ORIGINAL RESEARCH article
Sec. Tropical Forests
This article is part of the Research Topic
Human-mediated effects on biodiversity conservation at Atlantic Forest: threats and solutions
IMPACTS OF LANDSCAPE-SCALE FOREST LOSS AND A DRY EVENT ON THE DEMOGRAPHIC STRUCTURE OF THE ENDANGERED PALM Euterpe edulis Mart. IN THE ATLANTIC FOREST
- 1Federal University of Pernambuco, Brazil
- 2Universidade Estadual de Santa Cruz, Brazil
- 3National Institute of Amazonian Research (INPA), Brazil
Forest loss is one of the most serious threats to biodiversity in the tropics and mainly occurs due to the conversion of native forests by the expansion of human activities. In addition, regional climate change is likely to adversely affect the remaining biota. These disturbances may have direct or indirect consequences on the demographic structure of plant species in human-modified landscapes. To test this hypothesis, and thus look for management practices aimed at enhancing the population viability, we used the palm species Euterpe edulis Mart. (Arecaceae) to assess the demographic structure of five ontogenetic stages prior (2014) and after (2017) a prolonged drought event (2015) that occurred in the northeastern Atlantic Forest of Brazil. We also investigated the influence of landscape forest cover on the ontogenetic demographic structure, given that forest remnants were embedded within landscapes ranging from 6% to 97% of forest amount. We revealed that forest cover was a key predictor explaining the abundance patterns of E. edulis, with all ontogenetic stages (except seedlings, immature and adults) exhibiting lower abundance in forest remnants surrounded by lower amount of native forests. Conversely, the regional drought event unaffected the demographic structure of this palm species, which may suggest that populations of E edulis were able to cope with an isolated, though severe, drought event. The impacts of forest loss on E. edulis demographic structure, particularly on juveniles, suggest that population viability will be compromised in the long-term in forest remnants, especially in deforested landscapes. Management measures, including species reintroduction, forest restoration, environmental education programmes and the enforcement of environmental laws must be encouraged to safeguard E. edulis populations in the Atlantic Forest.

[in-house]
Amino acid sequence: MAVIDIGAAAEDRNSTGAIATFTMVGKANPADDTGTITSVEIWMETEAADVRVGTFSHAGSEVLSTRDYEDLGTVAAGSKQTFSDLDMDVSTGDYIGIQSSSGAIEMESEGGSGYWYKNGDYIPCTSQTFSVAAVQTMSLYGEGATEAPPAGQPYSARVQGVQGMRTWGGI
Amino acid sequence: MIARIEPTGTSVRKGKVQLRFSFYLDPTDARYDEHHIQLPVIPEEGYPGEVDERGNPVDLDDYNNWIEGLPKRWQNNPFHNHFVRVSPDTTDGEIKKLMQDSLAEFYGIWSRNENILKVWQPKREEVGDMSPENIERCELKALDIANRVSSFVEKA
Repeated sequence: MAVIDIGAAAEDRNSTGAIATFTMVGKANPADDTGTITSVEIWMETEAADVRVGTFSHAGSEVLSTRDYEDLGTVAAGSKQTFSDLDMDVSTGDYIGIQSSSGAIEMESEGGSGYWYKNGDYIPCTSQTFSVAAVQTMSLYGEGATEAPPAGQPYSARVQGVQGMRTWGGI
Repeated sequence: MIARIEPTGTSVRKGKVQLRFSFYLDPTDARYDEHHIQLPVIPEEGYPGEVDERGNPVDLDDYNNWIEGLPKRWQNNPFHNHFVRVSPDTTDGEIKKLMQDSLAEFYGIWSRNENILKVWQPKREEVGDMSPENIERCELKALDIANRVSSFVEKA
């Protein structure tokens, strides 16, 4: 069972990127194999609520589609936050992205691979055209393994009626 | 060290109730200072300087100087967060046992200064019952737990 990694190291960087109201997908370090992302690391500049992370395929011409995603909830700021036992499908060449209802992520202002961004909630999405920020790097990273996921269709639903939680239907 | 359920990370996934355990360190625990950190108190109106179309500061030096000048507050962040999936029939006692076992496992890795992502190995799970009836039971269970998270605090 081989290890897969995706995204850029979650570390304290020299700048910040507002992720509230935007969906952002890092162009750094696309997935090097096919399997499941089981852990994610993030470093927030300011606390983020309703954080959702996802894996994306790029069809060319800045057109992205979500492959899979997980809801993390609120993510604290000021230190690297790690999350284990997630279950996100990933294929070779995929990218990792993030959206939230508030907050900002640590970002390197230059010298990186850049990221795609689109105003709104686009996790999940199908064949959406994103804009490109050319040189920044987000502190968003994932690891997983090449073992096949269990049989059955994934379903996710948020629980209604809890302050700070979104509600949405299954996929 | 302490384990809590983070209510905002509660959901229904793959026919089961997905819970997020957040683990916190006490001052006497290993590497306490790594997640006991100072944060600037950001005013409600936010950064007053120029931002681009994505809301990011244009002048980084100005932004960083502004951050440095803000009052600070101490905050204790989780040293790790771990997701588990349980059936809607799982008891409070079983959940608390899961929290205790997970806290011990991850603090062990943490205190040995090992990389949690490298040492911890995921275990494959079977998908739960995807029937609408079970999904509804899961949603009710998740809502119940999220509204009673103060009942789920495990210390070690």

Keywords: Arecaceae, Habitat Loss, Ontogenetic stages, Regional drought, Endangered palm
Received: 31 Mar 2022;
Accepted: 01 Sep 2022.
Copyright: © 2022 Leal, Benchimol, Costa, Faria and Cazetta. This is an open-access article distributed under the terms of the Creative Commons Attribution License (CC BY). The use, distribution or reproduction in other forums is permitted, provided the original author(s) and the copyright owner(s) are credited and that the original publication in this journal is cited, in accordance with accepted academic practice. No use, distribution or reproduction is permitted which does not comply with these terms.
* Correspondence: Ms. Adrielle Leal, Federal University of Pernambuco, Recife, Brazil